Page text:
Micah Abernathy’s journey to the National Football League began before he was even born.
His grandfather, Ralph David Abernathy, was a close friend of Martin Luther King, Jr. and was himself an icon of the civil rights movement. Though Micah never met his grandfather, the impact he had on Micah’s life and career is palpable to the Green Bay Packers’ safety and those lessons served him well on the long road to the NFL.
“I felt like my parents and my grandma, his wife, Juanita Jones Abernathy, did a great job letting us know who he was and not just as a civil rights leader but as a family man,” Micah told Acme Packing Company earlier this week. “He was a man who worked very hard for his goals and he didn’t let anything deter him.”
Being a professional athlete can be a rollercoaster and the path Abernathy has had throughout his career has had a lot of “ups and downs,” much like his grandfather’s efforts to promote civil rights. “I felt that when was I going through what I was going through in the football world.”
While Abernathy has football at the front of his mind, he’s also aware he can help continue his grandfather’s legacy. In an age where division is basically the rule of the day, he has a great example in his grandfather to show him the way forward.
“I felt like, growing up, the best way that I could carry on his legacy was being a great person and exemplifying the things he talked about in his speeches and while he was preaching,” Abernathy said. “I carry that every day with the diligent work I have on and off the field.”
He’s also focused on using his platform “to show that the situation that you’re in currently is not the end result and if you work hard enough, you’ll be able to get what you want.”
A graduate of the University of Tennessee, Abernathy’s path to Green Bay ironically enough started with one of the Packers’ divisional rivals, the Minnesota Vikings. It was there in the summer of 2019 that he was exposed to one of the NFL’s premier defensive minds in former head coach Mike Zimmer. His time in Minnesota helped him adapt to the NFL and despite not making the roster, he was able to learn a lot from watching one of the league’s best safeties in Harrison Smith.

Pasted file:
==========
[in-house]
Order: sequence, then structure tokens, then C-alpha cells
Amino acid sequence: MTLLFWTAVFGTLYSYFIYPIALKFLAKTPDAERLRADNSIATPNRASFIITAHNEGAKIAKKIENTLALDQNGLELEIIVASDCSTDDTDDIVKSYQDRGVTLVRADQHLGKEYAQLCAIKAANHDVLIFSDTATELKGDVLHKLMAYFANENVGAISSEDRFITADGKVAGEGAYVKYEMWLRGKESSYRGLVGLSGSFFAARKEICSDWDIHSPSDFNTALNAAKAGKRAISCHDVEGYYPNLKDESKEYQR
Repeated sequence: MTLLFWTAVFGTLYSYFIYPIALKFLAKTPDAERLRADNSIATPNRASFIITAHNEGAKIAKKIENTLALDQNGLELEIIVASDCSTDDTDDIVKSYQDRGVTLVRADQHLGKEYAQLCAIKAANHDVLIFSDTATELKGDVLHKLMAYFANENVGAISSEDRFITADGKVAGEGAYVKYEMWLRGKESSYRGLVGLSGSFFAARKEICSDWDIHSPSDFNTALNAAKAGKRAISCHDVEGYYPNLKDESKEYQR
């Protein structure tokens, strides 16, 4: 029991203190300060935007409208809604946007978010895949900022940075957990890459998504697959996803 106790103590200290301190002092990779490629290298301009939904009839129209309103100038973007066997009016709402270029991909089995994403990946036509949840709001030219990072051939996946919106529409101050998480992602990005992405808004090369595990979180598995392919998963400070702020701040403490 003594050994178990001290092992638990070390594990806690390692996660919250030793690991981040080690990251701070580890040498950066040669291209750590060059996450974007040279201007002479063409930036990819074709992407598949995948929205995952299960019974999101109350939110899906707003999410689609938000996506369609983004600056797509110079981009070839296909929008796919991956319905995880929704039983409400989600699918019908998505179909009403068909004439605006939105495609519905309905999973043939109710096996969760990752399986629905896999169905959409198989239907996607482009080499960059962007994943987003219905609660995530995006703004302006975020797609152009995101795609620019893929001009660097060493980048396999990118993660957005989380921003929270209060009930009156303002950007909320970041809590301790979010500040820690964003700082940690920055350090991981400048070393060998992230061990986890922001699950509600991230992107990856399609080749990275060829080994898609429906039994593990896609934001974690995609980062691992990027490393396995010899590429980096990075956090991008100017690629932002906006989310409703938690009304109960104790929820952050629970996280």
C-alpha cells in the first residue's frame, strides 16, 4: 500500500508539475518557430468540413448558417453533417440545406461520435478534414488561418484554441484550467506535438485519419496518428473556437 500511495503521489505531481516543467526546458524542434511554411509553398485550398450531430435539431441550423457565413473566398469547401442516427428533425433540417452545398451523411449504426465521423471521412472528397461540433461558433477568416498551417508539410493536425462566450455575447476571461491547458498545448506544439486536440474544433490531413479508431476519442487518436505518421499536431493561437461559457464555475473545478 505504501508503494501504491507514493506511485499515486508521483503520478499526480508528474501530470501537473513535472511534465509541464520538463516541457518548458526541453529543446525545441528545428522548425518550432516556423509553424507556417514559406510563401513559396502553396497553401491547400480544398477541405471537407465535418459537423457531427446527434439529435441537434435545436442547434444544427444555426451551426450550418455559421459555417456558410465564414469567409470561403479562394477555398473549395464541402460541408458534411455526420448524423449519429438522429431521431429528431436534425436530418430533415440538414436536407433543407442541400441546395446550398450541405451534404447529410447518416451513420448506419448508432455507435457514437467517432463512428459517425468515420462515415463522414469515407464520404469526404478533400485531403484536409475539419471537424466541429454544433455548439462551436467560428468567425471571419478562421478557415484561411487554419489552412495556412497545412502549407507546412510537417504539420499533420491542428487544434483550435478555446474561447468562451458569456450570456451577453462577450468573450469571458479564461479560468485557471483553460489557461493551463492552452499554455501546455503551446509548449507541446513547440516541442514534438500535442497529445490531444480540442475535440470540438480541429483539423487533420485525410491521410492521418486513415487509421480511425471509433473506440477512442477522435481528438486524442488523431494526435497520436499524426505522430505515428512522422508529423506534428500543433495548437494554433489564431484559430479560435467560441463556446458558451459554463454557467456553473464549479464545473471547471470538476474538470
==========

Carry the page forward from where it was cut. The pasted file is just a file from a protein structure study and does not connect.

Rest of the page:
“How to be a rookie was probably the biggest thing I took away from the Vikings,” Abernathy said. “I was there with [Smith] and I sat next to him every day in the meeting rooms and the things he would whisper in my ear about playing safety, I kind of took that away from being with the Vikings the most.”
Abernathy also said he learned “tough love” from Zimmer, though unfortunately that did not result in a 53-man roster spot.
Following brief stints with the Tampa Bay Buccaneers and Indianapolis Colts later in 2019, Abernathy found himself with the Dallas Renegades of the XFL in 2020. Unfortunately, that opportunity was lost due to the COVID-19 pandemic and the league’s eventual bankruptcy. That put Abernathy back at square one and he was out of football for over a year before he signed with the reborn USFL’s Houston Gamblers during their inaugural season this spring.